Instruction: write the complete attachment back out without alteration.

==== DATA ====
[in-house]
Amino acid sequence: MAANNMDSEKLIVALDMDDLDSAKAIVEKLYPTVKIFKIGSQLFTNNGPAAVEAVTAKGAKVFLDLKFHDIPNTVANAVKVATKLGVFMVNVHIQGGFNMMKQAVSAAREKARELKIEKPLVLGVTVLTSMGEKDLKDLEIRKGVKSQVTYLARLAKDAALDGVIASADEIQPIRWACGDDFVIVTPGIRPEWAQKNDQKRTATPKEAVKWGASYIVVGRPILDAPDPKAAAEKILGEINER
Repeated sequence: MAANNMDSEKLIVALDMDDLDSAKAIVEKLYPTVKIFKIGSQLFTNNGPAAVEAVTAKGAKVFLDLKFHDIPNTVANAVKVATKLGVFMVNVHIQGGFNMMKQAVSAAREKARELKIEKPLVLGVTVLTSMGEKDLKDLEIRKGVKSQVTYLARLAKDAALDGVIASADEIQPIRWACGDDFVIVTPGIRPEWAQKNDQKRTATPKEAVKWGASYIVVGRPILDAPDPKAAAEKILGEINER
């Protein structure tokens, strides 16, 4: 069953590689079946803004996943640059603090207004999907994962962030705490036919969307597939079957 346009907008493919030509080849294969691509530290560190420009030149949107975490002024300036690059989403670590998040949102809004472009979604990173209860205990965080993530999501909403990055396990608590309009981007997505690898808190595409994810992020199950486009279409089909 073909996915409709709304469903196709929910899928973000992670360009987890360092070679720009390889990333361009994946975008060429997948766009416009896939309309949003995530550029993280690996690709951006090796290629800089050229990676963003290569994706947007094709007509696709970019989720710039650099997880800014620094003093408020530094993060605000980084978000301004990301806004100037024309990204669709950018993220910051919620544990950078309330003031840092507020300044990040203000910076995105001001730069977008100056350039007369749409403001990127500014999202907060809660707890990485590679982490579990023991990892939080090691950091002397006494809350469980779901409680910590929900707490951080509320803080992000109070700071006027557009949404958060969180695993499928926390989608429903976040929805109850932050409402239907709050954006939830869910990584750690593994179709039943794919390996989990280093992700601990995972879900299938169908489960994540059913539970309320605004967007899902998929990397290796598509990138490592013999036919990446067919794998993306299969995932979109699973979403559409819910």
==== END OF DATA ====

[in-house]
Amino acid sequence: MAANNMDSEKLIVALDMDDLDSAKAIVEKLYPTVKIFKIGSQLFTNNGPAAVEAVTAKGAKVFLDLKFHDIPNTVANAVKVATKLGVFMVNVHIQGGFNMMKQAVSAAREKARELKIEKPLVLGVTVLTSMGEKDLKDLEIRKGVKSQVTYLARLAKDAALDGVIASADEIQPIRWACGDDFVIVTPGIRPEWAQKNDQKRTATPKEAVKWGASYIVVGRPILDAPDPKAAAEKILGEINER
Repeated sequence: MAANNMDSEKLIVALDMDDLDSAKAIVEKLYPTVKIFKIGSQLFTNNGPAAVEAVTAKGAKVFLDLKFHDIPNTVANAVKVATKLGVFMVNVHIQGGFNMMKQAVSAAREKARELKIEKPLVLGVTVLTSMGEKDLKDLEIRKGVKSQVTYLARLAKDAALDGVIASADEIQPIRWACGDDFVIVTPGIRPEWAQKNDQKRTATPKEAVKWGASYIVVGRPILDAPDPKAAAEKILGEINER
């Protein structure tokens, strides 16, 4: 069953590689079946803004996943640059603090207004999907994962962030705490036919969307597939079957 346009907008493919030509080849294969691509530290560190420009030149949107975490002024300036690059989403670590998040949102809004472009979604990173209860205990965080993530999501909403990055396990608590309009981007997505690898808190595409994810992020199950486009279409089909 073909996915409709709304469903196709929910899928973000992670360009987890360092070679720009390889990333361009994946975008060429997948766009416009896939309309949003995530550029993280690996690709951006090796290629800089050229990676963003290569994706947007094709007509696709970019989720710039650099997880800014620094003093408020530094993060605000980084978000301004990301806004100037024309990204669709950018993220910051919620544990950078309330003031840092507020300044990040203000910076995105001001730069977008100056350039007369749409403001990127500014999202907060809660707890990485590679982490579990023991990892939080090691950091002397006494809350469980779901409680910590929900707490951080509320803080992000109070700071006027557009949404958060969180695993499928926390989608429903976040929805109850932050409402239907709050954006939830869910990584750690593994179709039943794919390996989990280093992700601990995972879900299938169908489960994540059913539970309320605004967007899902998929990397290796598509990138490592013999036919990446067919794998993306299969995932979109699973979403559409819910």